There was a sea change in Shell in 1997 after Brent Spar. It was, oh God, we're just making a complete mess of the way we managed external issues.
The environment movement in 1997 appeared to be at its most confident - and confrontational.
In Britain, Greenpeace launched an audacious and effective international media campaign against Shell after the oil company was given permission by the British Government to sink a huge North Sea storage bouy into the depths of the Atlantic Ocean off the west coast of Scotland.
Green activists sailed out and occupied the buoy for more than three weeks, creating a live media story that captured the hearts of the nation's viewers.
While the environmentalists overestimated the amount of oil pollution that would have been caused, the campaign was nonetheless successful. Shell decided to reuse much of the steel in constructing a new facility at Stavanger in Norway.
“There was a sea change in Shell in 1997 after Brent Spar,” a senior Shell executive me. “It was, ‘oh God, we're just making a complete mess of the way we managed external issues’.”
He added: “The group hadn't thought it necessary to consult or to discuss, you know, see what people thought about it, that sort of whole process of engagement was missing.”
The oil company had come to realise that it could no longer ignore the concerns of the public, even where the company genuinely felt it was doing the right thing.
This revolution in thinking inside one of the six major global oil companies coincided with a concerted campaign by British environmental groups, including Greenpeace and Friends of the Earth, to exert pressure on Shell and BP shareholders so they would, in turn, force the oil companies to abandon the Global Climate Coalition.
The Coalition was a corporate lobby group set up to oppose immediate action to reduce greenhouse gas emissions. It was formed in response to the creation of the UN Intergovernmental Panel on Climate Change in 1989.
Sir Martin Jacomb was chairman of the Prudential—an international financial services group—in March 1997 when the insurer held 3.8 percent of Shell’s shares. This made it Shell’s largest single investor.
Environmentalists turned up at the Prudential shareholders' meeting, demanding the company support a resolution to the Shell annual general meeting.
This resolution would force the oil executives to produce a fully audited environmental report, and also conduct a detailed investigation into the company’s suspected involvement with the murders and human rights abuses that had taken place around the Ogoni oil fields in Nigeria.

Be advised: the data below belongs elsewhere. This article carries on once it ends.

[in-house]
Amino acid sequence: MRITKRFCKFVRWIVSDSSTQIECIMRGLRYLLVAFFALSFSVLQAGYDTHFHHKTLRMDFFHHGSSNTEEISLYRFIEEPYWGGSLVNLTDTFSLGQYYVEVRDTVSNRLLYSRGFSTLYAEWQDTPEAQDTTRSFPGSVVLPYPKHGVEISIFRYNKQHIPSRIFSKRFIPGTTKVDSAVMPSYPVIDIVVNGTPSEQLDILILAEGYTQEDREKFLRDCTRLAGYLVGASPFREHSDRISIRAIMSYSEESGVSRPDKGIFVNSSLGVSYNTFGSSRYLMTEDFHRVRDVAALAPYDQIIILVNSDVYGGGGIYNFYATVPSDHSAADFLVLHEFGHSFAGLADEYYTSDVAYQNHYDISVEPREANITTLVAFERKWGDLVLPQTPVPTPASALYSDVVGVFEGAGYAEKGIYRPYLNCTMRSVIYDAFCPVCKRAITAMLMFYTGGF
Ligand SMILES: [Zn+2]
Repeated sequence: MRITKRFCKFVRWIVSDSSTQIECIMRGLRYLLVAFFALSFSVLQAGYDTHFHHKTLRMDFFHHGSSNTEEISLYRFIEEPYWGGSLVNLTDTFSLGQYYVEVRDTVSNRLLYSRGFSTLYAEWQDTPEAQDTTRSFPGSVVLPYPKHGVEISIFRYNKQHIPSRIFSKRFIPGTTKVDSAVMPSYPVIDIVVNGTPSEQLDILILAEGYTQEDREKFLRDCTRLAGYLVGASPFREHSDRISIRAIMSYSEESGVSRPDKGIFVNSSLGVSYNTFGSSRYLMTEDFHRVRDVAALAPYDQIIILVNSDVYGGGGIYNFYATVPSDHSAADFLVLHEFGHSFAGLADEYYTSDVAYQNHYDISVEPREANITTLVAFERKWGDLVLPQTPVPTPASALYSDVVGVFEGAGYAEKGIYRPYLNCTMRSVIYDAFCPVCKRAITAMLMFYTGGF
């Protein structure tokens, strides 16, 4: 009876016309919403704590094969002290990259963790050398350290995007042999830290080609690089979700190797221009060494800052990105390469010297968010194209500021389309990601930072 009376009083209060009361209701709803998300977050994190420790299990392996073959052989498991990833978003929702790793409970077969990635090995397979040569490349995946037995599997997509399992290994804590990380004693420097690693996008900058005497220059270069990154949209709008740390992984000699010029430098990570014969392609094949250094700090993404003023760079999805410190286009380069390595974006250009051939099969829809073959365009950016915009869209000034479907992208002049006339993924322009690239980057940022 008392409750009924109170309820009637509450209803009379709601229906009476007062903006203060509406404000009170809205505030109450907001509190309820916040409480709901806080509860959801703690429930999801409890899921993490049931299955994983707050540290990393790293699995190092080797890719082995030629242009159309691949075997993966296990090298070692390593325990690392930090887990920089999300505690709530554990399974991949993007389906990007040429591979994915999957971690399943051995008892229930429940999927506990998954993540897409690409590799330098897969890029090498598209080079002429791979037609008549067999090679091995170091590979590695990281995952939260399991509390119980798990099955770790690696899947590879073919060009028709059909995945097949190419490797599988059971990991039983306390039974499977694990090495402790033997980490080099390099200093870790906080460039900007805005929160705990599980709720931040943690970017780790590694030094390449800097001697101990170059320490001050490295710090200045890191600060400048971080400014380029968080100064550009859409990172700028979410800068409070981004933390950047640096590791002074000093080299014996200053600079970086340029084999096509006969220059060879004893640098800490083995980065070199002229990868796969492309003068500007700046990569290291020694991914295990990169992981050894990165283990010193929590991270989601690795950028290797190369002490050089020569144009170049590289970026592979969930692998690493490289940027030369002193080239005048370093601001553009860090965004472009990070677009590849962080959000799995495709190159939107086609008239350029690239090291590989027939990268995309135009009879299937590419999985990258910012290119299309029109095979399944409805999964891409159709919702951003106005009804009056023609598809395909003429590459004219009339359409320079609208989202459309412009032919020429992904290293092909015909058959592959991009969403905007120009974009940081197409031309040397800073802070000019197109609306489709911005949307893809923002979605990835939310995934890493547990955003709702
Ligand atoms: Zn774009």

Sir Martin, a British American Tobacco banker, told the campaigners he was well aware of the dangers of climate change. “We are absolutely committed to sustainable development. There is no difficulty about that,” Sir Martin said.
“But the idea that one can stop global warming by stopping consumption of fossil fuels, when mankind depends on it, is unrealistic,” he continued. “We have got to find economic and sustainable ways of using such fuels.”
Contemporary news reports suggest that Prudential managers have met senior Shell executives “several times since controversy erupted over the Brent Spar oil platform and the Nigerian Ogoni oil fields”.
Sir Martin refused to bow to the pressure from the campaigners. “We will not be voting for the resolution. It implies interference with the board in the management of the company. We think it is very, very important not to dilute the responsibility of the board for conducting business seriously.”
But a remarkable victory was about to be delivered by the environmentalists’ offensive, which was designed to tear apart the powerful union of international oil monopolies within the Global Climate Coalition. And two decades later, Sir Martin would reappear in our story as a founding trustee of Lawson’s Global Warming Policy Foundation.
Brendan Montague is editor of The Ecologist, founder of Request Initiative and co-author of Impact of Market Forces on Addictive Substances and Behaviours: The web of influence of addictive industries (Oxford University Press). He tweets at @EcoMontague. This article first appeared at Desmog.uk.